By Cheri Stringer
When I was growing up, I often wandered outside through the open land around my home. I reveled in the exploration of the simplest things like whittling sticks, brushing the frost from emerging leaves, and making forts out of twigs and brambles. I followed streams of water wherever they would lead, experiencing the sheer joy of discovering something unexpected. A caterpillar, a ray of light shining through the trees, a robin’s egg or the sound of a burbling stream just out of sight. Onward I would travel, eager for the next moment. Amid these experiences came a deep connection and love for the natural world.
Inside, there was an equally moving influence in my life, one of architecture and design. My grandfather and my uncle were both architects, both men of integrity, passion and drive. I spent my youth walking through the inside of homes under construction and gazing at the sketches and renderings my grandfather produced when he was immersed in his work. Mid-century modern, mountain town villas, materials palettes of tile, flooring and finishes was a constant state of mind. All the stimulation created an appreciation in me for the simple things in life, a sense of place, a moment of discovery, a feeling of connection.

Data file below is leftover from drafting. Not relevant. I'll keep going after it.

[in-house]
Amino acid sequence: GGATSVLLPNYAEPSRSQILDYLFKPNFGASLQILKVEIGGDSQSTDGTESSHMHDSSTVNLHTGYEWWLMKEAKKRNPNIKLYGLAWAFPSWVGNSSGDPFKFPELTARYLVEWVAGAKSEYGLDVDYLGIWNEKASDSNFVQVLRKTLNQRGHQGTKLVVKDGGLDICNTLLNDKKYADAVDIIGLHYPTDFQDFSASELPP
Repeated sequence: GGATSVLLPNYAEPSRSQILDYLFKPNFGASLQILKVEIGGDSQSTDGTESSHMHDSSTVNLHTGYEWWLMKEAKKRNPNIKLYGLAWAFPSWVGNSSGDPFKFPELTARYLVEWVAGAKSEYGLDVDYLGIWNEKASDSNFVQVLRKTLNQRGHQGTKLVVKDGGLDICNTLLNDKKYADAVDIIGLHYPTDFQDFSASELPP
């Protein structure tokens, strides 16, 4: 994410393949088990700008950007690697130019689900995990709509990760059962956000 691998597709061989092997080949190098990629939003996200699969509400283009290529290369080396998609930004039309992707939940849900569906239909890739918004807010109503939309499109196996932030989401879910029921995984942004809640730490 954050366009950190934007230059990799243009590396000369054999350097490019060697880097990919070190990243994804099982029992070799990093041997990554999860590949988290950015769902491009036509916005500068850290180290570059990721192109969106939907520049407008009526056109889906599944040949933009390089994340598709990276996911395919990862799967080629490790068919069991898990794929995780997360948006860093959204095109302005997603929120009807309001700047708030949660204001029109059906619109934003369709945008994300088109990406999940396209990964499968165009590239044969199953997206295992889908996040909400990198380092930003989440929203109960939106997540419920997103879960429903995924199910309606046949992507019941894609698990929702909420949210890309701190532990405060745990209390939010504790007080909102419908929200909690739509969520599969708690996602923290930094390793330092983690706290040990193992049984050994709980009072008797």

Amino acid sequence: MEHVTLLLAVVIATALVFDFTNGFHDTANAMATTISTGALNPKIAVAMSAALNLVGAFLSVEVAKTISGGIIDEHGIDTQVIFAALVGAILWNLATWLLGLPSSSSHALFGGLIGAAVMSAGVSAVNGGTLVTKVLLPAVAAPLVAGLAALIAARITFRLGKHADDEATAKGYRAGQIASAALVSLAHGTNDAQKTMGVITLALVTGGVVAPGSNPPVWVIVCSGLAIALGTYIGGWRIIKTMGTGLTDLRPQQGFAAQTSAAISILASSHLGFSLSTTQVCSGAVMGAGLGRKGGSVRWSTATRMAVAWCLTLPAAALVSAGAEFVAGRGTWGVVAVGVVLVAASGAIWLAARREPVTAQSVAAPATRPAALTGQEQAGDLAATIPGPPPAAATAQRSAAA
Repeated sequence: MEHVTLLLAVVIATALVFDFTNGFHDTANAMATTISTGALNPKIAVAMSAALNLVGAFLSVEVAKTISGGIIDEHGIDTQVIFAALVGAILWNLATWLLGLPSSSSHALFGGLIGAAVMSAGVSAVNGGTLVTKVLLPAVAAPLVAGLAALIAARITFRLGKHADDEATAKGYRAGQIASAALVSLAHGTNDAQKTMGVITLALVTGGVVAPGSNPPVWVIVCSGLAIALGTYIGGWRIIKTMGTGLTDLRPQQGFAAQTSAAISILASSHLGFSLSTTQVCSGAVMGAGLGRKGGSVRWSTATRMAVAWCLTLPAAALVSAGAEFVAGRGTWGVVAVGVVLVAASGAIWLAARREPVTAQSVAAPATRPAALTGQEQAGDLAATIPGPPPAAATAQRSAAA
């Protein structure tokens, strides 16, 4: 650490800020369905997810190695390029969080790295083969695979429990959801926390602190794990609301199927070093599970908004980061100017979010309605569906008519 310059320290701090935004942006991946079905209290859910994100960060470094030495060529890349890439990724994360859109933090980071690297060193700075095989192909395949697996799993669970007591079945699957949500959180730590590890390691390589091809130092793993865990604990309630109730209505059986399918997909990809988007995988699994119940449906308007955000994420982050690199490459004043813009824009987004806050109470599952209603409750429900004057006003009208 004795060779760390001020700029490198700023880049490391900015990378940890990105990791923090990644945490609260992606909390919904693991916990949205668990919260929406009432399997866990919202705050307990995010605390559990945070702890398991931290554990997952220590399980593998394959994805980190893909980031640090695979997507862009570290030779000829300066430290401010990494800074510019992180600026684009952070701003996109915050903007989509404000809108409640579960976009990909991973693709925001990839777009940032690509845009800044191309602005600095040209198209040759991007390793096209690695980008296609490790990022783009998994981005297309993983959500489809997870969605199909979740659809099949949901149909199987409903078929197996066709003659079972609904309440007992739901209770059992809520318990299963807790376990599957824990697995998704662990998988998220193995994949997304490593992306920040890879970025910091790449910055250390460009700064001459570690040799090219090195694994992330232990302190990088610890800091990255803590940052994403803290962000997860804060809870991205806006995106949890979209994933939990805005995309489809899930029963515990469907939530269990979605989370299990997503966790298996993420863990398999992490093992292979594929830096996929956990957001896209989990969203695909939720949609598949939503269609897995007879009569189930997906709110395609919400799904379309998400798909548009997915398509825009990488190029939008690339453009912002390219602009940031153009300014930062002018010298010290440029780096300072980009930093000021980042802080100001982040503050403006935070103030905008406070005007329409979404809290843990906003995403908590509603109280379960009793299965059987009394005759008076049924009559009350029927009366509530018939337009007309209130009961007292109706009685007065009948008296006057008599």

Nature became a compelling story for me, as the lead protagonist in a journey of discovery, connection, and wonder. I strove to develop a skill set for seamless landscape design, where the topography of the land, Colorado plant palettes, and the architecture of the home could be unified into a living art form of vistas and flow patterns.
Thoughtful, wholistic, intentional design inspires me. Especially when its paired with a love and connection to the land on which we live, and to people we love. Its exactly why I continue to create, to be inspired, and to strive for excellence.
How do you allow nature and architecture to honor each other? How in doing so, do you create spaces of connection, joy, and meaning?
An outdoor lifestyle evokes a feeling that can only come from the full dimensional experience of a place. Kayaking, Snowboarding, Fly-fishing, Mountain Biking, and Camping, for example; elicit feelings of joy, wonder, excitement and connection.
Every landscape should be designed with intention, which honors nature and architecture, and has the power to create a journey of discovery, not unlike my childhood memories. The experiences we share in nature, are ones that are uniquely personal; and evoke deep satisfaction, joy, and connection.
My unexpected journey is to create outdoor spaces that inspire these things by integrating nature, architecture and materials palettes in ways that inspire people to live outside.
What is your unexpected journey?